This writing desk is in the tradition of petite French tables used by authors for penning novels and hostesses for tending to correspondence. Stationery and other supplies were kept in the central drawer, always at the ready.
In today's world where people rarely write missives and instead use their computers, tablets, or smart phones, the utility of these small tables has proved especially resilient and they are more versatile than ever. With beds now on taller platforms, the table's height is ideal for a nightstand. Its narrow depth makes it ideal for a console table behind a sofa. Paired with a Gothic style chair such as 9221 or 4172, it could return to its origins as a desk for composing prose, albeit using a laptop. The possibilities are endless.
In overall structure, it is based on the trestle table from medieval times when an "H"-shaped stretcher ran lengthwise and included columns to support the table top. As tables got lighter in weight and drawers were substituted for the solid plank comprising the top, the supporting columns were eliminated but the stretcher remained, uniting the legs at the four corners. While there are several
nicks on one of the legs, we consider this to be minor and have not attempted a repair.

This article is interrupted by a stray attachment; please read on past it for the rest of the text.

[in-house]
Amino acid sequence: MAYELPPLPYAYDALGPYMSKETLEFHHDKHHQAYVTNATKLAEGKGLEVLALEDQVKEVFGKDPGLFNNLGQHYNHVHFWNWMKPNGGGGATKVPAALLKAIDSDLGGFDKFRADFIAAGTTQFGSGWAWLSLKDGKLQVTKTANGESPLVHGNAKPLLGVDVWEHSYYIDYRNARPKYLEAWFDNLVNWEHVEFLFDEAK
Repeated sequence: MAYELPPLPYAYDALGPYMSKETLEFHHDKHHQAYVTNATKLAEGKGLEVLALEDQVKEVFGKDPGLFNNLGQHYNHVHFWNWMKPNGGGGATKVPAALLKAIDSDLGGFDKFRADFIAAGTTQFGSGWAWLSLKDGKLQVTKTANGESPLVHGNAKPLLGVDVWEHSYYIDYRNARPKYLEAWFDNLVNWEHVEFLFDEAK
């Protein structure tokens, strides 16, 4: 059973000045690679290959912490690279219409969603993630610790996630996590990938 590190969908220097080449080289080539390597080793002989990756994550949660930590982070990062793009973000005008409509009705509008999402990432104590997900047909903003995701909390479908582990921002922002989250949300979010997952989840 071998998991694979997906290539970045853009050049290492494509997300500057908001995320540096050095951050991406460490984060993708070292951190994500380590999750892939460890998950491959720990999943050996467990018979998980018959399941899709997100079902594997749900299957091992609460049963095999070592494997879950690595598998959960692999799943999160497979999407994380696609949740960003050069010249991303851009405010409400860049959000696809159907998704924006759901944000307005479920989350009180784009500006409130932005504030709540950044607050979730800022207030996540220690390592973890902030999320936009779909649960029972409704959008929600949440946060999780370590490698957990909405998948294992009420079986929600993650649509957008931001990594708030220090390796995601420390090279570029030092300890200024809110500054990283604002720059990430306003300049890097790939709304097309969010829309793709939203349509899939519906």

True to its Gothic Revival style, the table features carved tracery or fenestrage both on the trestle and along the frieze below the top. The tracery at the base is "open," meaning that the interiors have been carved away from the pairs of elliptical shapes that unite at their tops to form half-moons. The tracery used for the frieze is made up of isosceles
triangles in an alternating pattern. This includes the front of the single drawer which runs the length of the table. Especially enchanting are the two drawer pulls evoking Gothic style with their overall tracery design and the crocketing along the outer edges.
Inside the drawer a label is mounted, indicating that the maker is the legendary French furniture firm Mercier Frères. The company was in the forefront of all the major furniture styles from the time of its founding in 1828 and for over a century thereafter in the heart of Paris' furniture district, the Faubourg Saint-Antoine. Extremely
successful, the firm even opened branches during the 1920s in Buenos Aires and New York. Items in the Empire and Art Nouveau styles are especially prized and still sell for top-dollar at Sotheby's and Christie's. While it appears that Gothic Revival was not among the styles produced in large quantities, to have found an example in excellent condition and including the original key for the drawer, is thrilling. As to dating this table, we know it cannot be older than 1867 when the Mercier company
first adopted the name "Mercier Frères." We estimate that it was made around 1890 when the Gothic fashion was at its height in Paris.